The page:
NCAA sued by 7 women for failure to protect in alleged sexual assaults

Seven women, including three female athletes, are suing the NCAA, alleging that the organization failed to protect them from alleged sexual assaults by male college athletes, despite having an obligation to do so.

The women allege that they were sexually assaulted by male athletes at three institutions: Michigan State, Nebraska and one unnamed Division I college from the America East Conference, according to the lawsuit filed Wednesday in the U.S. District Court for the Western District of Michigan.

The lawsuit accuses the NCAA of negligence, fraud and breach of contract. It argues that the NCAA, as a regulatory body for college athletics, had a duty to the women "to supervise, regulate, monitor and provide reasonable and appropriate rules to minimize the risk of injury or danger to student-athletes and by student-athletes."

The NCAA "knew or should have known that their actions or inaction in light of the rate and extent of sexual assaults reported and made known to [the NCAA] by male student-athletes ... would cause harm to female student-athletes and non-student-athletes at NCAA member institution campuses in both the short- and long-term," the lawsuit states.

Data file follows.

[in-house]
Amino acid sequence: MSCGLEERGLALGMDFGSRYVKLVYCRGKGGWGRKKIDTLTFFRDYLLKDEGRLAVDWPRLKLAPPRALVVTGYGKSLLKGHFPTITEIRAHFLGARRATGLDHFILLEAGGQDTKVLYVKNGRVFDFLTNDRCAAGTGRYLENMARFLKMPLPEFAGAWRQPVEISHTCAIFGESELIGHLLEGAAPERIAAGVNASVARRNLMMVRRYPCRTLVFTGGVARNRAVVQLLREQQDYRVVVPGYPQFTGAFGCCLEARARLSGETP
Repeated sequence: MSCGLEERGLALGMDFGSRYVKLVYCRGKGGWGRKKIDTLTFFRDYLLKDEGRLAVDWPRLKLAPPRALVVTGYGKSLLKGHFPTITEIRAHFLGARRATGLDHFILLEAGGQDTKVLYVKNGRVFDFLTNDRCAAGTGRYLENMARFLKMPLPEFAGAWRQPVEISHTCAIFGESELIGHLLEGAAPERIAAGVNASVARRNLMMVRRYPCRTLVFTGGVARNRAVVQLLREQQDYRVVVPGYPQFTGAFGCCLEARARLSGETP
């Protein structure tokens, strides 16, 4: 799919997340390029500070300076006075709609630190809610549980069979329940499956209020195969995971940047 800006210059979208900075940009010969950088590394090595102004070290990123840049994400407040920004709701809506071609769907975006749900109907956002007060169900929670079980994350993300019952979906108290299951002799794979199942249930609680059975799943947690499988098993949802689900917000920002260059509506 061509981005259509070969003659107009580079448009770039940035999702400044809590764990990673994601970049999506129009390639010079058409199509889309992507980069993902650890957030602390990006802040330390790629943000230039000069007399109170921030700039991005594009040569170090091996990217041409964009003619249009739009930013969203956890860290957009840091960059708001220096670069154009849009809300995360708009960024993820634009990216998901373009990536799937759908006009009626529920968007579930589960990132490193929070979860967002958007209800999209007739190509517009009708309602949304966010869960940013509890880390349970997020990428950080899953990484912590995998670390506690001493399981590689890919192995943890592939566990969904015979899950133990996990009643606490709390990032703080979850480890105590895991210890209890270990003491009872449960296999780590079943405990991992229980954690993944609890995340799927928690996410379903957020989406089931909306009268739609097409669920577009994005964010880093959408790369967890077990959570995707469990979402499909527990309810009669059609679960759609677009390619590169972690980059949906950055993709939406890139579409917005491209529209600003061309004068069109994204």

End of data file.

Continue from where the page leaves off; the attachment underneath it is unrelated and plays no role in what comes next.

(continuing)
A spokeswoman for the NCAA did not immediately respond to a request for comment.

A spokeswoman for Michigan State said she had been unaware of the lawsuit against the NCAA and of a separate lawsuit against MSU filed by one of the women and had reached out to the school's general counsel, but she had no further comment Wednesday. A spokeswoman for Nebraska said she could not comment because of pending litigation.

The lawsuit criticizes the NCAA for failing to disclose the "special risks" related to sexual violence for female students and athletes, for not taking action against athletes reported to have committed acts of sexual violence and for not supervising employees responsible for addressing sexual violence. It also accuses the NCAA of a "failure to monitor" -- a technical term used in NCAA enforcement of member schools -- Title IX investigations and response processes at the respective universities.